Right now on Amazon the DVD of Elf is £4. Let’s take a bog standard nuclear family – 2 parents, 2 kids. That’s a quid each to watchElf. It’s a funny film. Will Ferrell is funny. I’d pay a quid to watch it, might even fork out for a packet of Doritos.
Right now on the Dominion’s website, the lowest price you can pay to see Elf The Musical is £30. The max? £267.50. So for that same family, possibly a bit more impecunious at Christmas, the minimum they’ll be paying is £120, the highest just over a grand, which doesn’t factor in travel costs, ice creams at the interval, ‘Souvenir Brochures’ and novelty Elf hats for £3 a pop.
So, for a Christmas show based on a children’s movie, whose bright marketing colours are clearly designed to attract kids who pester their parents, asking families to spend that huge amount of money has to be really well justified. There’s got to be a really good reason for seeing the stage version over the film.
These are the advantages a live musical COULD have over film: the live music, obviously; the choreography; the set; the performances; the atmosphere. Well Matthew Sklar’s music is the blandest big band swing, with a few jingling bells thrown in. The choreography is all chorus lines and high kicks – safe, uninteresting, bland. The set is mainly a projected backdrop with blocky and – yes – bland animations. Of course, this is a West End musical so Santa’s sleigh tentatively judders out over the audience as a showstopping climax.
The performances are generally very good, particularly Jennie Dale as put-upon secretary Deb. Ben Forster, who won ITV’s Superstar competition in 2012 and then had to play Jesus in Lloyd-Webber’s rock opera, is also pretty good, nails most of the funny lines and sings brilliantly. But he still isn’t as funny as Will Ferrell. Ex-Girls Aloud member Kimberley Walsh plays a character who doesn’t like to sing, so it’s kind of difficult to judge her singing ability, but her final number is quite heartwarming.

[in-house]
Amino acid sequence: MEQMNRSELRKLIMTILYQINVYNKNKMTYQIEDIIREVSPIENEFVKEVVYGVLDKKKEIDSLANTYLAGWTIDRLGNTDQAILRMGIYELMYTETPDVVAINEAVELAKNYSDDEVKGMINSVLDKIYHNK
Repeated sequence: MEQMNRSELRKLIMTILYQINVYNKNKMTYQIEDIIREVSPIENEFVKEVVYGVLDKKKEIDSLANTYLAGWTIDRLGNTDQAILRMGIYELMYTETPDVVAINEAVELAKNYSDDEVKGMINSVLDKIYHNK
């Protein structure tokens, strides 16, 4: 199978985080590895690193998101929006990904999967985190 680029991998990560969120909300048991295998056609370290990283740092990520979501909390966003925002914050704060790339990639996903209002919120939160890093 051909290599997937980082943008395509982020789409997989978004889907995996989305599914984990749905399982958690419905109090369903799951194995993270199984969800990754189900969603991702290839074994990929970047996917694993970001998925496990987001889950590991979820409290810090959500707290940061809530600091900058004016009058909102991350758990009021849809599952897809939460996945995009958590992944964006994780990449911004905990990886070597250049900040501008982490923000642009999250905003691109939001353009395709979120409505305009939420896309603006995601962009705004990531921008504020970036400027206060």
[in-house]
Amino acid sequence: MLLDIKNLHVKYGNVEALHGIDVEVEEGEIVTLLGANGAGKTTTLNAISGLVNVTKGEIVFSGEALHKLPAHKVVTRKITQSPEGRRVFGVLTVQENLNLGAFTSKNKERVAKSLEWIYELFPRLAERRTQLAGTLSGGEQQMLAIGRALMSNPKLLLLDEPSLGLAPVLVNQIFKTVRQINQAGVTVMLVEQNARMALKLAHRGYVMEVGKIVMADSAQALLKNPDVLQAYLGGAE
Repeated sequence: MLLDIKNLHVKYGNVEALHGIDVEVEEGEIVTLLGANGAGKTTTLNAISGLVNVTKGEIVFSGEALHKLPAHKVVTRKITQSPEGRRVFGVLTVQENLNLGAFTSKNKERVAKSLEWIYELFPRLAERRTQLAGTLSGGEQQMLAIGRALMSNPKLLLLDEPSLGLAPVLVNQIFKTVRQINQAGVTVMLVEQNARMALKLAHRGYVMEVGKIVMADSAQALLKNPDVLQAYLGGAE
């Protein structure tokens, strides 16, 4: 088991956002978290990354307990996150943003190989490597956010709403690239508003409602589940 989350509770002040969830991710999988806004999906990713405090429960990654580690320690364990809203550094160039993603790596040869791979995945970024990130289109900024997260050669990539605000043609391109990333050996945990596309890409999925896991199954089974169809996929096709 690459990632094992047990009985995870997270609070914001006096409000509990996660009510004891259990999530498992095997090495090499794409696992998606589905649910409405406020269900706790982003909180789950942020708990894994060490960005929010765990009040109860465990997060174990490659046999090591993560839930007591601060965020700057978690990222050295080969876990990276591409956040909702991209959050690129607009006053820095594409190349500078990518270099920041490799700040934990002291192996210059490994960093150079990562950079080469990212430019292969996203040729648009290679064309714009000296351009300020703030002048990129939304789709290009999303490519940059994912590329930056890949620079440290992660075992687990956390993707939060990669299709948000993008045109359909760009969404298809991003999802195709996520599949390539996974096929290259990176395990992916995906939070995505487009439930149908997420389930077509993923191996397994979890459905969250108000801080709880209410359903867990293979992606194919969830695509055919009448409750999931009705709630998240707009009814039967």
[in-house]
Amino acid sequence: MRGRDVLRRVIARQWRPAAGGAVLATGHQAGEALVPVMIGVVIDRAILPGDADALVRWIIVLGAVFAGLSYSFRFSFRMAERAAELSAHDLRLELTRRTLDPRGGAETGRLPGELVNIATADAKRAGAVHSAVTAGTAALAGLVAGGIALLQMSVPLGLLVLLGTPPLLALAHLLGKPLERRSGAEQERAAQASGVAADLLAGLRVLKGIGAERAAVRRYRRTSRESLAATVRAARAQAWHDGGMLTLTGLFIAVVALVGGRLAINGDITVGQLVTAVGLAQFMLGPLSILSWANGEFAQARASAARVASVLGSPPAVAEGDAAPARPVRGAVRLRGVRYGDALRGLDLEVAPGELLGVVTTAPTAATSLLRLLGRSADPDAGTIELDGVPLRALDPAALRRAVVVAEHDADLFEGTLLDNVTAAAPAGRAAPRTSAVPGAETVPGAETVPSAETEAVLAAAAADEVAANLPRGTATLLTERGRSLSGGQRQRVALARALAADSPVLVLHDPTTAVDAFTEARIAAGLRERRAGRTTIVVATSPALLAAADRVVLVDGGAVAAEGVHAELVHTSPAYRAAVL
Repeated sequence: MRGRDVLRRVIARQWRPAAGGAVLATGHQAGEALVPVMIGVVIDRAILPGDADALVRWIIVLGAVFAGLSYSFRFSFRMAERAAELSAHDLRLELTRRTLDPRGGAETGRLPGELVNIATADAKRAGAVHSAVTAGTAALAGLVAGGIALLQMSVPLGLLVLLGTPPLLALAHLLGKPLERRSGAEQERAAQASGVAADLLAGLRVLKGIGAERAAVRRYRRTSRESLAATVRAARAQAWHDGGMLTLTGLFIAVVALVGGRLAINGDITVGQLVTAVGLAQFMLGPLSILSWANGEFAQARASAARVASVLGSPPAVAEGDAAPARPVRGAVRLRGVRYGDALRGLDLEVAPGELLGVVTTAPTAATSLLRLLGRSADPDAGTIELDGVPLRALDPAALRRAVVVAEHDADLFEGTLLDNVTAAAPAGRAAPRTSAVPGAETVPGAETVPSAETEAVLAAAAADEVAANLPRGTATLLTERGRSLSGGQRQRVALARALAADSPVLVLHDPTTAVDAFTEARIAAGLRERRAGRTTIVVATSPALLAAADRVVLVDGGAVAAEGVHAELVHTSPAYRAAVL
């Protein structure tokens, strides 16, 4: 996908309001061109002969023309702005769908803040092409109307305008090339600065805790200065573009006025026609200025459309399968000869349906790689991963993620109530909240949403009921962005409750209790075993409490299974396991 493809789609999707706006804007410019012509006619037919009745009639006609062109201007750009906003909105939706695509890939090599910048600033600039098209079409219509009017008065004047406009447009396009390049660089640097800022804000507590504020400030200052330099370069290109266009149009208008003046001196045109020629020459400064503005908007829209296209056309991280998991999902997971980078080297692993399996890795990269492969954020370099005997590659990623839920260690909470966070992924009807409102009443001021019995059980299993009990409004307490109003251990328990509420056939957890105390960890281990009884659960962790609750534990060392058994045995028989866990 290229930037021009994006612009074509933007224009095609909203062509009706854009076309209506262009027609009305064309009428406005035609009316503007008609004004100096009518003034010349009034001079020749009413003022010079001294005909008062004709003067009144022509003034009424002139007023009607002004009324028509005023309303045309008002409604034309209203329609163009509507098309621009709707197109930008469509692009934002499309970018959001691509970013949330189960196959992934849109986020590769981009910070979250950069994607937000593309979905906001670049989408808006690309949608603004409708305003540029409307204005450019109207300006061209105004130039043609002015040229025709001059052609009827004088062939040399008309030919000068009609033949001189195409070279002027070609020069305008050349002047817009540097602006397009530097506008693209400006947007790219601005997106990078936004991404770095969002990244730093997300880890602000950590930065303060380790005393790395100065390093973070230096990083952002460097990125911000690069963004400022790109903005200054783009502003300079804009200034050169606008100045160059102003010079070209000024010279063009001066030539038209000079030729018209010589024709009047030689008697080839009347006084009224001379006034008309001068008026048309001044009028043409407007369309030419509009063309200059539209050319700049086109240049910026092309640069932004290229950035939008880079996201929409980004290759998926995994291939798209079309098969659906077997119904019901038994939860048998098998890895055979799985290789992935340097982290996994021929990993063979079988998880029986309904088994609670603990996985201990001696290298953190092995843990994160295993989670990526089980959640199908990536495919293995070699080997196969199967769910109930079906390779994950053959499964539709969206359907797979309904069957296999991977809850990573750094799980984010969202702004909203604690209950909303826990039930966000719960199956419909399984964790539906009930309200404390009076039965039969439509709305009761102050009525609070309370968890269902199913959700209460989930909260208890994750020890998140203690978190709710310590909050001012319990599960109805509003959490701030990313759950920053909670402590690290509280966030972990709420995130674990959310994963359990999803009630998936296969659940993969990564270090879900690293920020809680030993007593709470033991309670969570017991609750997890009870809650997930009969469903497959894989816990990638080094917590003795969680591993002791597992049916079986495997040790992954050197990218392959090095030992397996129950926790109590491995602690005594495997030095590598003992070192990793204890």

So that just leaves atmosphere. Well it’s very Christmassy, I’ll grant that. Chris Rea plays over the speakers. There are hordes of children getting shoutily into the Christmas spirit. The Dominion is looking swish after its big refurbishment. But that just isn’t enough. If you want Elf, watch the film. If you want a decent West End musical, watch Matilda.
This musical version offers so little that the film doesn’t already have. All the funny lines are borrowed from the film. A dig at New Jersey and a couple of other Americano-centric jokes bomb. No attempt’s been made to tailor this to a UK audience, and that’s emblematic of the production as a whole: it’s perfunctory, a show devoid of imagination, and by failing to offer anything to the audience except over-priced Revels it all seems depressingly cynical, a show that doesn’t seem to care about fleecing families out of their Christmas cash, a show that doesn’t justify itself and certainly doesn’t justify its ticket prices.
And that is completely at odds with the ‘Christmas spirit’ plot, a story that’s about giving gifts that money can’t buy. Buddy and friends try to get a cynical world to believe in Father Christmas again. If someone had given me the ticket as a gift, far from encouraging me to believe in Santa, it would have been the final nail in his tinselly coffin.